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## Scientific Notation: Nitty Gritty

Part two went way better than I had any right to expect to.

These are low performing 8th graders. Theoretically, they’ve been over exponent rules before. I had maybe 3 kids in all my classes who could even remember the word exponent two days ago.

So when I gave them this handout, some of the ones who peeked at the bottom gladly told me that you couldn’t have 0 or negative exponents.

It took more setup than yesterday’s did. The directions were that they could work ahead if they wanted, but if they got stuck they’d have to wait for me and the rest of the class to catch up.

The review was easy. The warmup exercise had been a repeat of representative problems from yesterdays worksheet, so they were keen on what went in the boxes, and what it meant. The struggle came in expressing the relationship between the decimal point and multiplying by powers of ten for the right side of the page> They knew how to do it, but had trouble with the language barrier. I never had to feed them the answer, though, the classes managed to get it on their own.

The setup for the second part was identifying the pattern before solving the problems, and having them identify what the continuation of the pattern would be.

They managed to quickly solve the middle box, and most kids moved on to the last box with no problem. Those that got hung up were trying to solve the problems in the last box, but quickly got it once prompted to just continue the pattern they’d established above.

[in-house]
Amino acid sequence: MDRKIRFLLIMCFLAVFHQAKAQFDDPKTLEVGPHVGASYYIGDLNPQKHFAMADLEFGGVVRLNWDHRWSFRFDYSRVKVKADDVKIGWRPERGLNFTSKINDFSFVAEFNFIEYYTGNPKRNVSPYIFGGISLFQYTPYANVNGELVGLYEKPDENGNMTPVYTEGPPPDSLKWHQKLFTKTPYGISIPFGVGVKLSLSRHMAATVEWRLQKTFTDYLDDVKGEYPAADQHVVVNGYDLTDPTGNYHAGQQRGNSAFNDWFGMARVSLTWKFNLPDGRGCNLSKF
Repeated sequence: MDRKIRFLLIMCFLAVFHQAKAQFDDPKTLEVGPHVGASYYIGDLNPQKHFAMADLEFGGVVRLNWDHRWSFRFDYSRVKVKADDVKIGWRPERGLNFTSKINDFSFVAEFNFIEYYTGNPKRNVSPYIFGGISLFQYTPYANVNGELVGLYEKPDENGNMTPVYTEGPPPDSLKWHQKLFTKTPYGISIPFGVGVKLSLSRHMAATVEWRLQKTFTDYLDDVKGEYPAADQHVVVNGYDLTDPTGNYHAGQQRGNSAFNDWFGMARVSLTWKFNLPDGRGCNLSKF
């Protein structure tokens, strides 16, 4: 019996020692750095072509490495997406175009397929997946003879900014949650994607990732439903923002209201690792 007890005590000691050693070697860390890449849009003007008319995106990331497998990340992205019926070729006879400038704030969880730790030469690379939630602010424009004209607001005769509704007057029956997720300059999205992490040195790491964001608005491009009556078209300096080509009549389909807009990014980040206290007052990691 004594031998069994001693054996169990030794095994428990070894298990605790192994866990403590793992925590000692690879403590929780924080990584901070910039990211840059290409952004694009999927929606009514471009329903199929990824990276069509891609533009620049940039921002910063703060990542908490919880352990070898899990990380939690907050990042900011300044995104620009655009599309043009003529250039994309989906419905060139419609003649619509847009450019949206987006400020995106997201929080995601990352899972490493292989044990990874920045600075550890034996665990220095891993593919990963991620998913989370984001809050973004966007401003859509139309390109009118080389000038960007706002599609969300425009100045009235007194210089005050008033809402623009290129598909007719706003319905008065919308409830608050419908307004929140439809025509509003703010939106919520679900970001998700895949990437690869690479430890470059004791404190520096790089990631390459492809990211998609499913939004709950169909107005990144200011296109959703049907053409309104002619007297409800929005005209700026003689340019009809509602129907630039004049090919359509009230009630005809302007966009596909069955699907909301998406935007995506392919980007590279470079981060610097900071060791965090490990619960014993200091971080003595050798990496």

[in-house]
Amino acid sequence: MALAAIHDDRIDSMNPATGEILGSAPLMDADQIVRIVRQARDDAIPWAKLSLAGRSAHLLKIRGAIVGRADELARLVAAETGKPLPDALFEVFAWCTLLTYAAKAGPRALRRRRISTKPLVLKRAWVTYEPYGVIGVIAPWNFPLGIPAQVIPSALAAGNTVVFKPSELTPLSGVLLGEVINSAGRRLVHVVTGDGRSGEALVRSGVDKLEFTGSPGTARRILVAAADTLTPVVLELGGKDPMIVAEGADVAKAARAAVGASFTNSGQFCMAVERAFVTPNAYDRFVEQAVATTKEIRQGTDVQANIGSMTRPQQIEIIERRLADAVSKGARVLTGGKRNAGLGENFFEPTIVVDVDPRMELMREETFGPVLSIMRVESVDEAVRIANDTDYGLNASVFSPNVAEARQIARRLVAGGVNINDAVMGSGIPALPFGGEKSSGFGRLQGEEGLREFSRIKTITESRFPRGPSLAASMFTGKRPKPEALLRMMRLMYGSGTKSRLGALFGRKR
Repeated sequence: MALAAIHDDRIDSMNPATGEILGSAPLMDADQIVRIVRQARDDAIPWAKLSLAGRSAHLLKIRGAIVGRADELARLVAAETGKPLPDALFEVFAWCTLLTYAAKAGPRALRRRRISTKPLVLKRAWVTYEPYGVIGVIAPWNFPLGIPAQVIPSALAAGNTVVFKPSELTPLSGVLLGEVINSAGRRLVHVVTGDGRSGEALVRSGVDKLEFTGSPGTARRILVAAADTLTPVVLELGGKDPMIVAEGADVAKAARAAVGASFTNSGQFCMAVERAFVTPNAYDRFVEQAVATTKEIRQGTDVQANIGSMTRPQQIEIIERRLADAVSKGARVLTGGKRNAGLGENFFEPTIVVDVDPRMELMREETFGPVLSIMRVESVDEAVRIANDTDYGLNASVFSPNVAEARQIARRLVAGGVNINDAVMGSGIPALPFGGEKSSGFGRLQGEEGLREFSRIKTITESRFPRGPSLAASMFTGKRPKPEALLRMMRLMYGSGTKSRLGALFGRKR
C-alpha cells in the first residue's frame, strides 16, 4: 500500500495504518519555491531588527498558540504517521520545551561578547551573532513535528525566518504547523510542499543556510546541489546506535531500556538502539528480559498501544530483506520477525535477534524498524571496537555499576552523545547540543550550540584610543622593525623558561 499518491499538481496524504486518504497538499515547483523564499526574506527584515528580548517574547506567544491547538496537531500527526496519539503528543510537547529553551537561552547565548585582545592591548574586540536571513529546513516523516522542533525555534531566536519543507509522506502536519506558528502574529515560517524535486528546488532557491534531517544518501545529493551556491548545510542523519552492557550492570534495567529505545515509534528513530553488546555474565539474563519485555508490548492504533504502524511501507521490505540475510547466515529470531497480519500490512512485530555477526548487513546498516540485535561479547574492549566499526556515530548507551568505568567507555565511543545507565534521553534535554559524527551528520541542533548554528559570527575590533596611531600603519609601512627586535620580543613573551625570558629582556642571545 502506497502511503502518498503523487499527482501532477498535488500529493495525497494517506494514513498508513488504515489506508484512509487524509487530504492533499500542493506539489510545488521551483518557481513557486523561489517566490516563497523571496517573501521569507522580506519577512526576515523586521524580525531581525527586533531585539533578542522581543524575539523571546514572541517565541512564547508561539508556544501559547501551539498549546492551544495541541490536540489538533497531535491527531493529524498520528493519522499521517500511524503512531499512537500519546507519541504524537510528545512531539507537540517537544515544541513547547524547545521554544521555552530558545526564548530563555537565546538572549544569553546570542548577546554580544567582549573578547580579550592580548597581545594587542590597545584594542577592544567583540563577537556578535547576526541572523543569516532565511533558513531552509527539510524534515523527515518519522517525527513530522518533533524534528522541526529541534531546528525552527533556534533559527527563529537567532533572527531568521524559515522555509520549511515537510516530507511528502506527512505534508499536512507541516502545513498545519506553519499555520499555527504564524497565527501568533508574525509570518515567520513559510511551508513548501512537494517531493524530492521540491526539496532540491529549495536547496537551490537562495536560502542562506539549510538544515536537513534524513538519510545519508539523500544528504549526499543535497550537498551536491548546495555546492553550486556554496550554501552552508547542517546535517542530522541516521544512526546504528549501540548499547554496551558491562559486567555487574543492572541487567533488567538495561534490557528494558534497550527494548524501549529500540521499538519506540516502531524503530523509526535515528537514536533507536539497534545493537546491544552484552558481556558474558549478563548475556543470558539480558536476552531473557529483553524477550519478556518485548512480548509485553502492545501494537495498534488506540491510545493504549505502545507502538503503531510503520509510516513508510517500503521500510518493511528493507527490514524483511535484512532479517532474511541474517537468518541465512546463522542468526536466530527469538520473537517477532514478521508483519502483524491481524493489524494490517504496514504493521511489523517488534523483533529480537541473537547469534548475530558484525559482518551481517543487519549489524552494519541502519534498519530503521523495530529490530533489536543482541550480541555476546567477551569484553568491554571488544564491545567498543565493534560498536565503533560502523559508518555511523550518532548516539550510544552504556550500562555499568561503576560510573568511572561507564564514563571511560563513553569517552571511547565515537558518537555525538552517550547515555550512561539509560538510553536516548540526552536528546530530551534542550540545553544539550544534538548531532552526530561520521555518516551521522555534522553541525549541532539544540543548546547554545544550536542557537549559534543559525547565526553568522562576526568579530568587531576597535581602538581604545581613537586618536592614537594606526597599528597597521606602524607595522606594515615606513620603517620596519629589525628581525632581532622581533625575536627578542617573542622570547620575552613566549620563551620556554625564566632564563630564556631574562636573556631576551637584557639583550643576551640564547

Here’s the cool part:

I never told them that 10^0^ =1. I asked them (in simplified language) what the multiplicative identity was. They were more than happy to tell me that 10^0^ had to be one. Didn’t find it strange at all, thought it made perfect sense (since the 0 meant that you didn’t move the decimal at all, right?).

It was the first time in teaching exponents that I never had to correct someone who thought x^0^ was 0. Not once.

Negative exponents were just as easy: They remembered from yesterday that the decimal moved left when divided by 10, so then if the decimal moved left, a negative exponent must mean division.

It was a complete fringe benefit – I thought I’d have to explain the heck out of it, but they gladly explained it to me first.

The final part of the process was a talk on science with its big and small numbers, and writing down a tiny decimal, providing the mantissa, and letting them calculate the power of 10 to go with it.

Repeat for a large number.

Then have them guess at how I picked the mantissa. This part could have gone better (they’d worked their brains pretty hard, and were due for a rest) but it eventually made sense to them as well.

Once again, it could have used some reinforcement, but after the way they picked up where they left off from yesterday (usually unheard of) I think I can wrangle up something that’ll get them to dig it properly tomorrow.